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Confrontation and Hearing Loss

Posted Nov 27 2012 11:02am

Acting out a conversation gone WRONG…

I hate debate. Perhaps it is because it is too much like arguing. When my now, 21-year-old son was still in high school, he wanted to take debate. We thought it was an excellent idea as he could argue the paint off a wall. We figured, “Why not channel that?” I was dismayed to discover it made his default to arguing even stronger! I’m just not a big fan of arguing. Now don’t get me wrong… it’s not because I do NOT argue. Heavens! My family will tell you that is not the case! What I do not care for is having to confront someone, or argue a point now that I have hearing loss.

I’ve had a hearing loss longer than I lived my life without hearing loss. Frankly? I can’t remember if I was loud prior to eventually losing my hearing. Trust me. I recall arguing growing up. I have two brothers and one sister. We argued.

Since becoming deaf, however, I was oblivious to the fact that my family would wince as I proceeded to give my point of view in the midst of an argument. I’m ashamed to admit that the first thing that clued me in to the fact that I was WAY TOO LOUD, was that I often had a sore throat after an argument! Perhaps my family members didn’t say anything to me because they figured… “She’s deaf. Of course she’s loud…”

We can learn (with practice) to lower the volume in our voices when having to confront someone, or when arguing a point. What I have found to be an occasional problem with doing this, is that the other person may lower their voice too! People often vocally mirror what they are hearing. When I’ve deliberately lowered my voice in an effort to be aware of my volume, the other person often lowers their voice as well!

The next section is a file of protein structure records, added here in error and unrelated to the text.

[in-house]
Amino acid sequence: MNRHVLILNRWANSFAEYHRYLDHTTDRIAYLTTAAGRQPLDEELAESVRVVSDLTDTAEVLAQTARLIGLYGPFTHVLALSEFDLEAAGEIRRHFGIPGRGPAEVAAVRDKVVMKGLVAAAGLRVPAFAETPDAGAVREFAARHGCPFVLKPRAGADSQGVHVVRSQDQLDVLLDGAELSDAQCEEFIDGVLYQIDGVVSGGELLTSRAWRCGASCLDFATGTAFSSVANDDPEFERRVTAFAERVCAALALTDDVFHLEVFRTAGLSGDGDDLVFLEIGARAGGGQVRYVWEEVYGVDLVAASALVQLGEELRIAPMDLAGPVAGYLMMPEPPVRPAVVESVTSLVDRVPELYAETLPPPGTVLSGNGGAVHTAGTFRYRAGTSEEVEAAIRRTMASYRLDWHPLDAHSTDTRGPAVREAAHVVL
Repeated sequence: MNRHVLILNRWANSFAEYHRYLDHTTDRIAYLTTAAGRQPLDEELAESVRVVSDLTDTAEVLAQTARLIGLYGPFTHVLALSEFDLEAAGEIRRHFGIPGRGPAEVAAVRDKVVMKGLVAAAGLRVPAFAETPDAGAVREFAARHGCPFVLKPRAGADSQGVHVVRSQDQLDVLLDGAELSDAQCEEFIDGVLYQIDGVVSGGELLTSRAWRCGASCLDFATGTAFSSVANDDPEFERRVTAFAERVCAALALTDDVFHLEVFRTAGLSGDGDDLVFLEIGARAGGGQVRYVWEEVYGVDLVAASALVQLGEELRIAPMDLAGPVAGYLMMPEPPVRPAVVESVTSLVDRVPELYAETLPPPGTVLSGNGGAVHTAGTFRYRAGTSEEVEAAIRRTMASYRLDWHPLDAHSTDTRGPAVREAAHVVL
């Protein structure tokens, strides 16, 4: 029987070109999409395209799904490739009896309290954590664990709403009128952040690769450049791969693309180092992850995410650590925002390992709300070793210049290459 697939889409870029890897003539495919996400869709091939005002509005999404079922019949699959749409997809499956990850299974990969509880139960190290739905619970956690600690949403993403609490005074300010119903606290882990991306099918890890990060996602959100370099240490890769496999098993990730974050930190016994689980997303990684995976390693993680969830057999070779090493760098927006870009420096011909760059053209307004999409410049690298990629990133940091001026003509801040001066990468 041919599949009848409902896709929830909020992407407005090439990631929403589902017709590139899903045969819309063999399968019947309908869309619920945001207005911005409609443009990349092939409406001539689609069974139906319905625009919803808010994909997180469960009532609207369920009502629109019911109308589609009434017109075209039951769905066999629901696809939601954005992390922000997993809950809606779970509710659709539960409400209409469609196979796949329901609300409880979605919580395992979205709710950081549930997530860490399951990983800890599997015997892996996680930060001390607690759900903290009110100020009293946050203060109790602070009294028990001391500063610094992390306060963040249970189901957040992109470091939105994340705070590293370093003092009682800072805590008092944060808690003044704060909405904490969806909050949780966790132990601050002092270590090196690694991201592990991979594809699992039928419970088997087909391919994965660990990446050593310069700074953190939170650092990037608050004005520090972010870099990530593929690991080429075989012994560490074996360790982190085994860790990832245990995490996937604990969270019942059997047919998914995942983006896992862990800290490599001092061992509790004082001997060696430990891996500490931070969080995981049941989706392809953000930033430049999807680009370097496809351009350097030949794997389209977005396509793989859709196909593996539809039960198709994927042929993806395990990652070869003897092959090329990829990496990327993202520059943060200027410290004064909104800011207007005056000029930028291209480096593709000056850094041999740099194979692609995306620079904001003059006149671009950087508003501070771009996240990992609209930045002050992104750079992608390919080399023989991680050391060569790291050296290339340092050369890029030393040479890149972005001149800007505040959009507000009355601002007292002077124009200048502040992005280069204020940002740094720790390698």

I have a friend here in Maryland that I met at a hearing loss support group. She is bilaterally implanted and hears very well with her two Nucleus Freedoms . However, she was very loud when she communicated with others. I took her aside once and asked her if she realized her voice was raised. I was surprised by her answer!

“Of course I know I’m loud! It’s the only way I can get people to consistently speak up enough for ME to hear. If I talk loud, they do too!”

I secretly set out to prove her wrong, hoping to garner a little more ammunition to argue my own point of view about her volume. But do you know something? She was right! As I eavesdropped and observed some of her interactions, people would increase their volume when turning to talk to her because she was very exuberant and loud. They may have been talking to someone else right before addressing her and would be speaking in a normal tone and volume. After they turned to speak to her, their volume would dramatically increase. I had to go to her and tell her that she was right!

To offset this unfortunate conundrum, she and I set about trying to educate others around us that volume wasn’t as helpful as enunciating properly and making sure they were facing us when speaking to us. Eventually, she (and I) did learn to communicate without quite so much… VOLUME.

I have young adult kids living at home. As long as they work, go to school, and do their fair share around the house, they actually live here free of charge. However, living with two independent thinking young adults also means that I occasionally have to confront them about something – usually about keeping up with their end of our “bargain”.

My kids have only known me as a person with hearing loss as they are only 11 months apart, and my hearing loss began after the birth of my youngest – my son. So they are very accustomed to my “getting up in their grill” when we argue about something because they know proximity helps me hear better and see better. A secondary benefit is that I’m close enough to grab, kiss, or hug them when needed to dispel some of the tension.